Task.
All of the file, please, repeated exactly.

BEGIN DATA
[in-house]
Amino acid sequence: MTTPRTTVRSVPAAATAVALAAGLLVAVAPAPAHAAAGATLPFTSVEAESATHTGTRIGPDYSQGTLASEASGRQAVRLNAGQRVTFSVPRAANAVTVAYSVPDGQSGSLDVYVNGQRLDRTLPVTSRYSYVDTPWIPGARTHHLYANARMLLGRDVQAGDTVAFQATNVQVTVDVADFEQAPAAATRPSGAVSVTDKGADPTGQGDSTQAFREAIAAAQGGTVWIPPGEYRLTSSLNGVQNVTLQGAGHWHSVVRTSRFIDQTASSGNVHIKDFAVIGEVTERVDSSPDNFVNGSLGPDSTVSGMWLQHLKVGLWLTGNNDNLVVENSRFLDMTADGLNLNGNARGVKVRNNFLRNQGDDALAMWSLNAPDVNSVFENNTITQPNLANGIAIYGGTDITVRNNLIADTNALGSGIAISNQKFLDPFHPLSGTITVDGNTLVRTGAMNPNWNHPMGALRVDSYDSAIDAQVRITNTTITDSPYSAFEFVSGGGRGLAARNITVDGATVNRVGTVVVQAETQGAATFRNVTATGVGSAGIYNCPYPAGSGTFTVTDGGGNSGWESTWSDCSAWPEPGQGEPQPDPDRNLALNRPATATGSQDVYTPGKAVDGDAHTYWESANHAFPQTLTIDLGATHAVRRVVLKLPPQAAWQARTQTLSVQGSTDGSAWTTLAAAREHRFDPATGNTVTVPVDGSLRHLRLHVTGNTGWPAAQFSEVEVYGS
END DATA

[in-house]
Amino acid sequence: MTTPRTTVRSVPAAATAVALAAGLLVAVAPAPAHAAAGATLPFTSVEAESATHTGTRIGPDYSQGTLASEASGRQAVRLNAGQRVTFSVPRAANAVTVAYSVPDGQSGSLDVYVNGQRLDRTLPVTSRYSYVDTPWIPGARTHHLYANARMLLGRDVQAGDTVAFQATNVQVTVDVADFEQAPAAATRPSGAVSVTDKGADPTGQGDSTQAFREAIAAAQGGTVWIPPGEYRLTSSLNGVQNVTLQGAGHWHSVVRTSRFIDQTASSGNVHIKDFAVIGEVTERVDSSPDNFVNGSLGPDSTVSGMWLQHLKVGLWLTGNNDNLVVENSRFLDMTADGLNLNGNARGVKVRNNFLRNQGDDALAMWSLNAPDVNSVFENNTITQPNLANGIAIYGGTDITVRNNLIADTNALGSGIAISNQKFLDPFHPLSGTITVDGNTLVRTGAMNPNWNHPMGALRVDSYDSAIDAQVRITNTTITDSPYSAFEFVSGGGRGLAARNITVDGATVNRVGTVVVQAETQGAATFRNVTATGVGSAGIYNCPYPAGSGTFTVTDGGGNSGWESTWSDCSAWPEPGQGEPQPDPDRNLALNRPATATGSQDVYTPGKAVDGDAHTYWESANHAFPQTLTIDLGATHAVRRVVLKLPPQAAWQARTQTLSVQGSTDGSAWTTLAAAREHRFDPATGNTVTVPVDGSLRHLRLHVTGNTGWPAAQFSEVEVYGS